Sat, Sep 21, 2013 - Page 9 News List

Sarin gas: history of a chemical weapon

The UN has confirmed that the deadly nerve agent sarin was used to kill hundreds of Syrians last month. The history of this weapon’s use is a global story and often chilling

By Ian Sample  /  The Guardian

Illustration: Kevin Sheu

Now we know. On the morning of Aug. 21, as the air above Damascus cooled, rockets filled with the nerve agent sarin fell on rebel-held suburbs of the Syrian capital and left scores of men, women and children dead or injured. UN inspectors had been in the country for three days, on a mission to investigate allegations of earlier atrocities. They quickly changed tack. They brokered a temporary ceasefire with the regime and the rebels and made straight for Ghouta. Video reports from the area showed hospital staff overwhelmed and desperate.

Never before had UN inspectors worked under such pressure and in the midst of a war zone. The small team, headed by the Swedish chemical weapons expert Ake Sellstrom, was threatened with harm. Their convoy was shot at. However, their 41-page report was completed in record time.

Sarin was that breed of accident that scientists come to regret. Its inventors worked on insecticides made from organophosphate compounds at the notorious IG Farben chemical company in Nazi Germany. In 1938, they hit on substance 146, a formula that caused massive disruption to the nervous system. The chemical name was isopropyl methylfluorophosphate, but the company renamed it sarin to honor the chemists behind the discovery — Schrader, Ambros, Ritter and van der Linde — according to Benjamin Garrett’s 2009 book A to Z of Nuclear, Biological and Chemical Warfare. The chemical they created had the grim distinction of being many times more lethal than cyanide.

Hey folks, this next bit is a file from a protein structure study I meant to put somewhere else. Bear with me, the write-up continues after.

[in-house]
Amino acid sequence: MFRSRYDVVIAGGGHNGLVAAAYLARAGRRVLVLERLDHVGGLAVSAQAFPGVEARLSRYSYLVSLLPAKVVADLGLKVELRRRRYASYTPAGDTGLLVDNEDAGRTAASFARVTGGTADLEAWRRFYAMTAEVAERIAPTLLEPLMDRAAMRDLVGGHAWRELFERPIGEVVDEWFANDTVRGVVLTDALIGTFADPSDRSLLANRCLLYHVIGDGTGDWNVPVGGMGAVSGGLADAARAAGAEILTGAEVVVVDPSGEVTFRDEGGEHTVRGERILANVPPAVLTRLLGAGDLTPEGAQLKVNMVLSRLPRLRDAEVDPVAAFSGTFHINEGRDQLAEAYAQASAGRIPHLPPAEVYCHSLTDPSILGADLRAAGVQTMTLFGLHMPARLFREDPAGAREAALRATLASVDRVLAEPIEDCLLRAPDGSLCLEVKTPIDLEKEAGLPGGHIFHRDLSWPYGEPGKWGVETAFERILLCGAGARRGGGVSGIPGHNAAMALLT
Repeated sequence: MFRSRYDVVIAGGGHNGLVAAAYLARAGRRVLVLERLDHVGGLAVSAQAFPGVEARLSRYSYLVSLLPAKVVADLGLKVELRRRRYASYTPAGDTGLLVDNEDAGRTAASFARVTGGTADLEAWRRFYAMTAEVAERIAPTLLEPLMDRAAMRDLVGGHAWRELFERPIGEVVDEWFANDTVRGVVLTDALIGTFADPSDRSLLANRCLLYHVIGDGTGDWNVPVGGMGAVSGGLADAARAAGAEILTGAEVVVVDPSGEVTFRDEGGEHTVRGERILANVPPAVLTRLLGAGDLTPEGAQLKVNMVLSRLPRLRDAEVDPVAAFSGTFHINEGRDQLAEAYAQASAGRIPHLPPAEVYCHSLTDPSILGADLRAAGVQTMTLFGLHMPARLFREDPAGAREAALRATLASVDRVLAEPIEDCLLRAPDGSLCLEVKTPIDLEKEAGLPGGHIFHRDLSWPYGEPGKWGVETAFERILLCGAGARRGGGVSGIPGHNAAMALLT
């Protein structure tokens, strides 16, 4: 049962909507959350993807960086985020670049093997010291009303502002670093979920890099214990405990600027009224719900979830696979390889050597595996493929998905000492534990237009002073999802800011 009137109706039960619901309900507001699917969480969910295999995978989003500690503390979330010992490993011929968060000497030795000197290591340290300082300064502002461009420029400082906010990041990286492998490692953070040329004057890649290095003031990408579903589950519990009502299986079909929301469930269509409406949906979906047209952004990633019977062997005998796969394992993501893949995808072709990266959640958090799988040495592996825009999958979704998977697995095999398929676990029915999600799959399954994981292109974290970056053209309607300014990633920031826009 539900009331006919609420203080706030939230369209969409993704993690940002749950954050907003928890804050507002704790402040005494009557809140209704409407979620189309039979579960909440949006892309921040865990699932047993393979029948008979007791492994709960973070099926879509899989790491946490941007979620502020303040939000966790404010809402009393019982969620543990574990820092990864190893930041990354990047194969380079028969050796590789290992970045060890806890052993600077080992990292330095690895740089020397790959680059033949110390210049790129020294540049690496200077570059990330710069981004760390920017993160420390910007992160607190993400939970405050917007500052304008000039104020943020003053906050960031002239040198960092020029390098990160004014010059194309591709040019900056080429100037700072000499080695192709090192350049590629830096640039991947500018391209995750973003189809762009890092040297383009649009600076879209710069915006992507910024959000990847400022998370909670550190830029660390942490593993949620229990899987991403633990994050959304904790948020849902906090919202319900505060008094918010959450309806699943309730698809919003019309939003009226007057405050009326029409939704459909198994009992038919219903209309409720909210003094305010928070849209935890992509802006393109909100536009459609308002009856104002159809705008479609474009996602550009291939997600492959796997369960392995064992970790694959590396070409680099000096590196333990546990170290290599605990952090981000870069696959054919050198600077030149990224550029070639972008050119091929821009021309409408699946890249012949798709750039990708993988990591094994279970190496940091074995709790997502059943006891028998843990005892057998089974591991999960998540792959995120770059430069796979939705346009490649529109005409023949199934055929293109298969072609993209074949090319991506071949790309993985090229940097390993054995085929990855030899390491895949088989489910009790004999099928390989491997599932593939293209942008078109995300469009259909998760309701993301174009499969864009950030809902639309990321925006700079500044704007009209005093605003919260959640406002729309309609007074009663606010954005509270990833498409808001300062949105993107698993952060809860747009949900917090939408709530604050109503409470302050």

Substance 146 is not hard to make, but it is hard to make without killing yourself. There are more than a dozen recipes that lead to sarin, but all require technical know-how, proper lab equipment and a serious regard for safety procedures. One major component is isopropanol, more commonly known as rubbing alcohol. Another is made by mixing methylphosphonyl dichloride with hydrogen or sodium fluoride. Methylphosphonyl dichloride is not easy to come by. Under the Chemical Weapons Convention it is listed as a schedule 1 substance, making it one of the most restricted chemicals in existence.

Last year, the US and other countries stepped up efforts to block sales to Syria of chemicals that might be used to make sarin. But the country had already amassed substantial stocks of the precursors needed to make the agent. This month, it emerged that Britain had approved export licenses to Syria for the sale of more than four tonnes of sodium fluoride between 2004 and 2010, although business secretary Vince Cable said there was no evidence they had been used in the Syrian weapons program. The exports came on top of sales approved last year for sodium and potassium fluoride under licenses that were later revoked on the grounds that they could be used in the manufacture of weapons.

Though referred to as a nerve gas, sarin is a liquid at temperatures below 150C°. To maximize its potential as a weapon, the substance is usually dispersed from a canister, rocket or missile in a cloud of droplets that are fine enough to be inhaled into the lungs. Inevitably, some evaporates into gas, much as spilled water turns into vapor. The chemical enters the body through the eyes and skin too. Sarin has no smell or taste and is colorless, so the first people may know of its use is when victims start to fall.

Sarin takes such a dreadful toll on the body by interfering with a specific, but crucial aspect of the nervous system. It blocks an enzyme called acetylcholinesterase, with devastating consequences. Nerves that usually switch on and off to control muscle movements can no longer be switched off. Instead, they fire constantly. There are mild effects: the eyes become irritated, the vision blurred; people’s pupils shrink, they drool and vomit. Then there are the lethal effects. Breathing becomes labored, shallow, erratic. Unable to control their muscles, victims have convulsions. The lungs secrete fluids and when people try to breathe, foam comes from their mouths, often tinged pink with blood. A lethal dose can be as small as a drop and can kill in one to 10 minutes. If people survive the first 20 minutes of a sarin attack, they are likely to live.

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